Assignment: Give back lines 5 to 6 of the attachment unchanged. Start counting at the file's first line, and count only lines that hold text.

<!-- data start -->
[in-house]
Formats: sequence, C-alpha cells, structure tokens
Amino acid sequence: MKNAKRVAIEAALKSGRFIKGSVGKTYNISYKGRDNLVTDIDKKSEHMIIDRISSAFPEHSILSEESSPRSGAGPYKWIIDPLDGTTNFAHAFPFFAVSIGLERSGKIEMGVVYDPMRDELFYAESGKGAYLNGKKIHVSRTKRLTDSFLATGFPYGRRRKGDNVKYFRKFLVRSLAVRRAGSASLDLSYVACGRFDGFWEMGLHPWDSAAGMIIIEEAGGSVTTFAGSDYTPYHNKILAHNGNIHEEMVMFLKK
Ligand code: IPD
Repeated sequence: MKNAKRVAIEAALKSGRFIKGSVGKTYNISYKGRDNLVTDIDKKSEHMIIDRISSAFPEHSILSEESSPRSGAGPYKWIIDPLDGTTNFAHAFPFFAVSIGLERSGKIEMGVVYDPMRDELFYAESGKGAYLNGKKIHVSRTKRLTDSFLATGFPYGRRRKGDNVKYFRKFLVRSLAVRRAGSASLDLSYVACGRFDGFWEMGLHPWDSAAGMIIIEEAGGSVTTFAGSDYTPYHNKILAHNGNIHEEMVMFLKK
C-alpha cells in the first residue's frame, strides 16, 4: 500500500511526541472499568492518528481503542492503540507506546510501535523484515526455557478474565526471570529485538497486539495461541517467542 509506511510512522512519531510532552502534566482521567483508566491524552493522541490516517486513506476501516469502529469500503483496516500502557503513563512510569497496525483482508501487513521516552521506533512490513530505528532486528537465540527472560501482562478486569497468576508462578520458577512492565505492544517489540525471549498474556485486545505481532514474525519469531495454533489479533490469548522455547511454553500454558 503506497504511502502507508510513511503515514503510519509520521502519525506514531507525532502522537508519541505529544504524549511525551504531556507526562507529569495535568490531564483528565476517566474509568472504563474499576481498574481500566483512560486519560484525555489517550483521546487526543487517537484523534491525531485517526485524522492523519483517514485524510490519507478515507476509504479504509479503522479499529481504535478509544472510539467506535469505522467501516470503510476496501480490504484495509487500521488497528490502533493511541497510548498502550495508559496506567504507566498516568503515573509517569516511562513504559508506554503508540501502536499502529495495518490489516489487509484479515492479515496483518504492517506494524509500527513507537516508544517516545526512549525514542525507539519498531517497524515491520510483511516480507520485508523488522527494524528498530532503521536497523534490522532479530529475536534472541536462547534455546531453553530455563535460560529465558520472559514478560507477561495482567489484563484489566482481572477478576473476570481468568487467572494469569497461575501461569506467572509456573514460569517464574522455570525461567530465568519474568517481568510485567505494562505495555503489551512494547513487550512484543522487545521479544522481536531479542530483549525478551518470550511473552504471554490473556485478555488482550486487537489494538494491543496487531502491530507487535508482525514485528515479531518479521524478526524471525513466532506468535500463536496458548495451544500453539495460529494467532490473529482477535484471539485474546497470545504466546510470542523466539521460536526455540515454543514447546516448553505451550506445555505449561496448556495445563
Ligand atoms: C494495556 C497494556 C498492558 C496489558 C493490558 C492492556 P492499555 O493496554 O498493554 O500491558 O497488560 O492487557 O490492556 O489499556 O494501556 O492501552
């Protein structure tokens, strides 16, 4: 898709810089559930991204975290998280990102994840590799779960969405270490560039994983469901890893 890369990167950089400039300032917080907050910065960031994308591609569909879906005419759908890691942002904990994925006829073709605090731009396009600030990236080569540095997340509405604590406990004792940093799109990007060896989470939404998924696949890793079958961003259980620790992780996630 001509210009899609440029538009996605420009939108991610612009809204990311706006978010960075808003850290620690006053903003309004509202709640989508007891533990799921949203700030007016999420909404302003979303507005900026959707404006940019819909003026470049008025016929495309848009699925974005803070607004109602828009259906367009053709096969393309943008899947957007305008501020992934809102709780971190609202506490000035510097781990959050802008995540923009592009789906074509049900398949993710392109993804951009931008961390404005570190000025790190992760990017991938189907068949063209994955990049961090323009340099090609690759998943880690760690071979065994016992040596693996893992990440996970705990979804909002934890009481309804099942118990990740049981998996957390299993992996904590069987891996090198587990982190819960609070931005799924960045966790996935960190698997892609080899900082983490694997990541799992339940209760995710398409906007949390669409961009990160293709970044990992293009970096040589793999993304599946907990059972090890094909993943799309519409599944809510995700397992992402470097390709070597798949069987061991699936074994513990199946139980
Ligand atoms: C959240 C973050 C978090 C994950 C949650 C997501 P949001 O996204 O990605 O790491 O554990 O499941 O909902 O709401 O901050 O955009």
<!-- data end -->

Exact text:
Repeated sequence: MKNAKRVAIEAALKSGRFIKGSVGKTYNISYKGRDNLVTDIDKKSEHMIIDRISSAFPEHSILSEESSPRSGAGPYKWIIDPLDGTTNFAHAFPFFAVSIGLERSGKIEMGVVYDPMRDELFYAESGKGAYLNGKKIHVSRTKRLTDSFLATGFPYGRRRKGDNVKYFRKFLVRSLAVRRAGSASLDLSYVACGRFDGFWEMGLHPWDSAAGMIIIEEAGGSVTTFAGSDYTPYHNKILAHNGNIHEEMVMFLKK
C-alpha cells in the first residue's frame, strides 16, 4: 500500500511526541472499568492518528481503542492503540507506546510501535523484515526455557478474565526471570529485538497486539495461541517467542 509506511510512522512519531510532552502534566482521567483508566491524552493522541490516517486513506476501516469502529469500503483496516500502557503513563512510569497496525483482508501487513521516552521506533512490513530505528532486528537465540527472560501482562478486569497468576508462578520458577512492565505492544517489540525471549498474556485486545505481532514474525519469531495454533489479533490469548522455547511454553500454558 503506497504511502502507508510513511503515514503510519509520521502519525506514531507525532502522537508519541505529544504524549511525551504531556507526562507529569495535568490531564483528565476517566474509568472504563474499576481498574481500566483512560486519560484525555489517550483521546487526543487517537484523534491525531485517526485524522492523519483517514485524510490519507478515507476509504479504509479503522479499529481504535478509544472510539467506535469505522467501516470503510476496501480490504484495509487500521488497528490502533493511541497510548498502550495508559496506567504507566498516568503515573509517569516511562513504559508506554503508540501502536499502529495495518490489516489487509484479515492479515496483518504492517506494524509500527513507537516508544517516545526512549525514542525507539519498531517497524515491520510483511516480507520485508523488522527494524528498530532503521536497523534490522532479530529475536534472541536462547534455546531453553530455563535460560529465558520472559514478560507477561495482567489484563484489566482481572477478576473476570481468568487467572494469569497461575501461569506467572509456573514460569517464574522455570525461567530465568519474568517481568510485567505494562505495555503489551512494547513487550512484543522487545521479544522481536531479542530483549525478551518470550511473552504471554490473556485478555488482550486487537489494538494491543496487531502491530507487535508482525514485528515479531518479521524478526524471525513466532506468535500463536496458548495451544500453539495460529494467532490473529482477535484471539485474546497470545504466546510470542523466539521460536526455540515454543514447546516448553505451550506445555505449561496448556495445563